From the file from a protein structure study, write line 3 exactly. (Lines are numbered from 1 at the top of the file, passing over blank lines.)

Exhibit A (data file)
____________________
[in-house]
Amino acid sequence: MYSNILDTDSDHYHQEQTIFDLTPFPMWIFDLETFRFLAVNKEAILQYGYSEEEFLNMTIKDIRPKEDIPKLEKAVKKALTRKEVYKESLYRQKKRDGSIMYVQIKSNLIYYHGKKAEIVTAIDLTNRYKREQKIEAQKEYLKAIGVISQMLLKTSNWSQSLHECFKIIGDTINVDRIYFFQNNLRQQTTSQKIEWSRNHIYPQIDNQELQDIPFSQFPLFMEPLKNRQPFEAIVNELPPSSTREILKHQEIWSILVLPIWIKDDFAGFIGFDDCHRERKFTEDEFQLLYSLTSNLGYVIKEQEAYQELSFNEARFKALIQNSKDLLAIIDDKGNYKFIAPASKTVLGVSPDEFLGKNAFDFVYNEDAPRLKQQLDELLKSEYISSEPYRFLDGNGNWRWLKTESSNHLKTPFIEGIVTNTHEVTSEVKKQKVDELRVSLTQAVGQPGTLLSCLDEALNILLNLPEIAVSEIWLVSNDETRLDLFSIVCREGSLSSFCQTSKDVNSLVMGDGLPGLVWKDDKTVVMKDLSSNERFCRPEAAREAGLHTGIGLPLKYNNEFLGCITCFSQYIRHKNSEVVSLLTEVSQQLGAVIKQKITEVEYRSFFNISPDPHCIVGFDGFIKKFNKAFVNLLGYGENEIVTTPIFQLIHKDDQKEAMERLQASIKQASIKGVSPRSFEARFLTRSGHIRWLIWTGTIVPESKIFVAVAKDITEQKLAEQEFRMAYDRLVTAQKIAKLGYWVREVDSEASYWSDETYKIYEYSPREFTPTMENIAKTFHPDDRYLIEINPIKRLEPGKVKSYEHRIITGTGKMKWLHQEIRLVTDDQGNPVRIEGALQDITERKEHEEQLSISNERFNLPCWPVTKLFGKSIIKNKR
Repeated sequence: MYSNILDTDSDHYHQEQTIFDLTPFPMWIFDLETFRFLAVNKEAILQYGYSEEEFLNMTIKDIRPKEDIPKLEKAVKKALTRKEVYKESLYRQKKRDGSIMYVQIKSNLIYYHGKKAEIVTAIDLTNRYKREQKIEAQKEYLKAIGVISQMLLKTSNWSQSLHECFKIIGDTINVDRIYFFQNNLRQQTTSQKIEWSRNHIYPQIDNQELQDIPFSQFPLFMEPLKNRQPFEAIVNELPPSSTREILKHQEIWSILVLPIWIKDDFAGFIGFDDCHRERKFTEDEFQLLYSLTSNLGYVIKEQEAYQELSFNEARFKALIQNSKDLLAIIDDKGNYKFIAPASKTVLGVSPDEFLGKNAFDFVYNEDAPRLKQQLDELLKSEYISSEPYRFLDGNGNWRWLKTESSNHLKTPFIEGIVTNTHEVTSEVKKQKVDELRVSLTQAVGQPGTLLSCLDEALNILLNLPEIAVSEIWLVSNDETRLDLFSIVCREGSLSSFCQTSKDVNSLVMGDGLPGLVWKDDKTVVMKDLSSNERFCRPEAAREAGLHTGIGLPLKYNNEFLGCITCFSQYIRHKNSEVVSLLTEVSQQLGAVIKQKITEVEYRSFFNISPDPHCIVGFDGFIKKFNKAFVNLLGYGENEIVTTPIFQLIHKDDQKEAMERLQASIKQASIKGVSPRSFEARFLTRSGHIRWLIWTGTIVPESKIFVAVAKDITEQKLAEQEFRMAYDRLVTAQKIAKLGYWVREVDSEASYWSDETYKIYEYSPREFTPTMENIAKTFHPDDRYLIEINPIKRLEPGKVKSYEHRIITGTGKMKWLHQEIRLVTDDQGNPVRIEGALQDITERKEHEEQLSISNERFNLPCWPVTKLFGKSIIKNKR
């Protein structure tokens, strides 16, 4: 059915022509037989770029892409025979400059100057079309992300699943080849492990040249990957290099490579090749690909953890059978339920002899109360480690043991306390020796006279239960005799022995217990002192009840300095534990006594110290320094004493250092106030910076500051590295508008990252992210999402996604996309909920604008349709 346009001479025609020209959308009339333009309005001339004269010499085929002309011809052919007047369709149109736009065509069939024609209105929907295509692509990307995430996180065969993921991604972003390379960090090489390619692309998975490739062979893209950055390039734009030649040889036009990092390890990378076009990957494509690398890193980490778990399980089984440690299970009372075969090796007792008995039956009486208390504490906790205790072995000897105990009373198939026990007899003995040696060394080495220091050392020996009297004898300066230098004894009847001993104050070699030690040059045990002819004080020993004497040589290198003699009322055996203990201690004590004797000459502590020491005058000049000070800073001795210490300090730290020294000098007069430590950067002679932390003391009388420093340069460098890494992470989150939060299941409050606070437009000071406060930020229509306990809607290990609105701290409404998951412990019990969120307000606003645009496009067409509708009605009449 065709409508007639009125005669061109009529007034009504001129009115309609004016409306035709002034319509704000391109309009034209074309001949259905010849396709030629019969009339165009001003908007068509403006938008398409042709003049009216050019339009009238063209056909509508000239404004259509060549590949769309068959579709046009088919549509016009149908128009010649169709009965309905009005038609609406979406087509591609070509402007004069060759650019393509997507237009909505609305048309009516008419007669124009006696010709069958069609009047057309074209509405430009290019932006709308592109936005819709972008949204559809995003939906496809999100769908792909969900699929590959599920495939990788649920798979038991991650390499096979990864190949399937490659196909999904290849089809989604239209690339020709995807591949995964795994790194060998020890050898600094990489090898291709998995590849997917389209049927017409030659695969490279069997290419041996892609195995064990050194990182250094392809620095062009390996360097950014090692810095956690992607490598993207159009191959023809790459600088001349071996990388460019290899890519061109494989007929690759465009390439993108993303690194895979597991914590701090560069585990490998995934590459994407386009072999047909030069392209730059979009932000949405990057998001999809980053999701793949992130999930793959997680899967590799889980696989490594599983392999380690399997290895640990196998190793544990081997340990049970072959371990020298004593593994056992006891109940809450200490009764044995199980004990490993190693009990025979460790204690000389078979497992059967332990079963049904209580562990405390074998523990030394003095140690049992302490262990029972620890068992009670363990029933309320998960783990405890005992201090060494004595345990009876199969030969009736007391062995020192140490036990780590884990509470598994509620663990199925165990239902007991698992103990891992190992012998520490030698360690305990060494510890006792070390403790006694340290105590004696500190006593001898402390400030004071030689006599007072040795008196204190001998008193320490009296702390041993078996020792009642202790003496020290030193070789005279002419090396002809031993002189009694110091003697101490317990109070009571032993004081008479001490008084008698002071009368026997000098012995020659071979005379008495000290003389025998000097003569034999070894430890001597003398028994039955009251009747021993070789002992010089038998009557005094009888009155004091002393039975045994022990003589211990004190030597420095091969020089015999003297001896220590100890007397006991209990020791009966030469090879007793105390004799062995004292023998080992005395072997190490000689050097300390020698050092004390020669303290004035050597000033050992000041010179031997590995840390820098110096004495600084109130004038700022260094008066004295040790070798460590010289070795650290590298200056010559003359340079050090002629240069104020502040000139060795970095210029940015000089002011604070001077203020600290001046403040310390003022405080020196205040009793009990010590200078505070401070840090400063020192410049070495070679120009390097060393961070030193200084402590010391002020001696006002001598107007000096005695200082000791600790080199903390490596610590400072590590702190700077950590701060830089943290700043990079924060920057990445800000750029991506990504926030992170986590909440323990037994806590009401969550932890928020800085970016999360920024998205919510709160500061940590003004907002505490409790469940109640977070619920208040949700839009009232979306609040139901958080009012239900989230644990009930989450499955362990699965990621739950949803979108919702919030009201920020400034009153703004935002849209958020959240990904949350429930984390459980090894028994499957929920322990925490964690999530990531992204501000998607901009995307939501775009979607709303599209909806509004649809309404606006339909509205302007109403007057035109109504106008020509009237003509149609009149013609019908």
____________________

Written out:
Repeated sequence: MYSNILDTDSDHYHQEQTIFDLTPFPMWIFDLETFRFLAVNKEAILQYGYSEEEFLNMTIKDIRPKEDIPKLEKAVKKALTRKEVYKESLYRQKKRDGSIMYVQIKSNLIYYHGKKAEIVTAIDLTNRYKREQKIEAQKEYLKAIGVISQMLLKTSNWSQSLHECFKIIGDTINVDRIYFFQNNLRQQTTSQKIEWSRNHIYPQIDNQELQDIPFSQFPLFMEPLKNRQPFEAIVNELPPSSTREILKHQEIWSILVLPIWIKDDFAGFIGFDDCHRERKFTEDEFQLLYSLTSNLGYVIKEQEAYQELSFNEARFKALIQNSKDLLAIIDDKGNYKFIAPASKTVLGVSPDEFLGKNAFDFVYNEDAPRLKQQLDELLKSEYISSEPYRFLDGNGNWRWLKTESSNHLKTPFIEGIVTNTHEVTSEVKKQKVDELRVSLTQAVGQPGTLLSCLDEALNILLNLPEIAVSEIWLVSNDETRLDLFSIVCREGSLSSFCQTSKDVNSLVMGDGLPGLVWKDDKTVVMKDLSSNERFCRPEAAREAGLHTGIGLPLKYNNEFLGCITCFSQYIRHKNSEVVSLLTEVSQQLGAVIKQKITEVEYRSFFNISPDPHCIVGFDGFIKKFNKAFVNLLGYGENEIVTTPIFQLIHKDDQKEAMERLQASIKQASIKGVSPRSFEARFLTRSGHIRWLIWTGTIVPESKIFVAVAKDITEQKLAEQEFRMAYDRLVTAQKIAKLGYWVREVDSEASYWSDETYKIYEYSPREFTPTMENIAKTFHPDDRYLIEINPIKRLEPGKVKSYEHRIITGTGKMKWLHQEIRLVTDDQGNPVRIEGALQDITERKEHEEQLSISNERFNLPCWPVTKLFGKSIIKNKR